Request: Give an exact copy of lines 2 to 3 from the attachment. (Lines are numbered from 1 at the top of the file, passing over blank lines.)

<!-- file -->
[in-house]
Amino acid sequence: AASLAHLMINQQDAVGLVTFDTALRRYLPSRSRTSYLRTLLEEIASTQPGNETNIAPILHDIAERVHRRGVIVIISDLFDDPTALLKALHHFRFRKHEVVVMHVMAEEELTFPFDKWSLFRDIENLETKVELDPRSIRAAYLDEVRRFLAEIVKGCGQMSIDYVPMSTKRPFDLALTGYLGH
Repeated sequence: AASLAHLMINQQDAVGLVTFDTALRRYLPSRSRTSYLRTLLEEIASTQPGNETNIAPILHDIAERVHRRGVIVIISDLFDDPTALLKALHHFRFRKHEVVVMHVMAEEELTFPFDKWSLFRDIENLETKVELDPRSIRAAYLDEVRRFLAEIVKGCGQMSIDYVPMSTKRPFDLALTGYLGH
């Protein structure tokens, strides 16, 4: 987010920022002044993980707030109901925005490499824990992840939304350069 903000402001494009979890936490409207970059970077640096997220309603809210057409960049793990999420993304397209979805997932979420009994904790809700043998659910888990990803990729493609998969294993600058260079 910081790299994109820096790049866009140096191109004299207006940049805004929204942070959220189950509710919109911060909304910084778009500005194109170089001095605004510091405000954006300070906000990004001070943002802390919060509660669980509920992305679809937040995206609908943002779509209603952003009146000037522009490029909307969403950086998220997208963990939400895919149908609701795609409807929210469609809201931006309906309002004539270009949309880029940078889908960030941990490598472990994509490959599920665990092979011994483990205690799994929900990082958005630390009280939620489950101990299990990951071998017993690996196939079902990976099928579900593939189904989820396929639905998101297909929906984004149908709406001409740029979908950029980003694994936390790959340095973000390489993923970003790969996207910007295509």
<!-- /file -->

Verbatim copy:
Amino acid sequence: AASLAHLMINQQDAVGLVTFDTALRRYLPSRSRTSYLRTLLEEIASTQPGNETNIAPILHDIAERVHRRGVIVIISDLFDDPTALLKALHHFRFRKHEVVVMHVMAEEELTFPFDKWSLFRDIENLETKVELDPRSIRAAYLDEVRRFLAEIVKGCGQMSIDYVPMSTKRPFDLALTGYLGH
Repeated sequence: AASLAHLMINQQDAVGLVTFDTALRRYLPSRSRTSYLRTLLEEIASTQPGNETNIAPILHDIAERVHRRGVIVIISDLFDDPTALLKALHHFRFRKHEVVVMHVMAEEELTFPFDKWSLFRDIENLETKVELDPRSIRAAYLDEVRRFLAEIVKGCGQMSIDYVPMSTKRPFDLALTGYLGH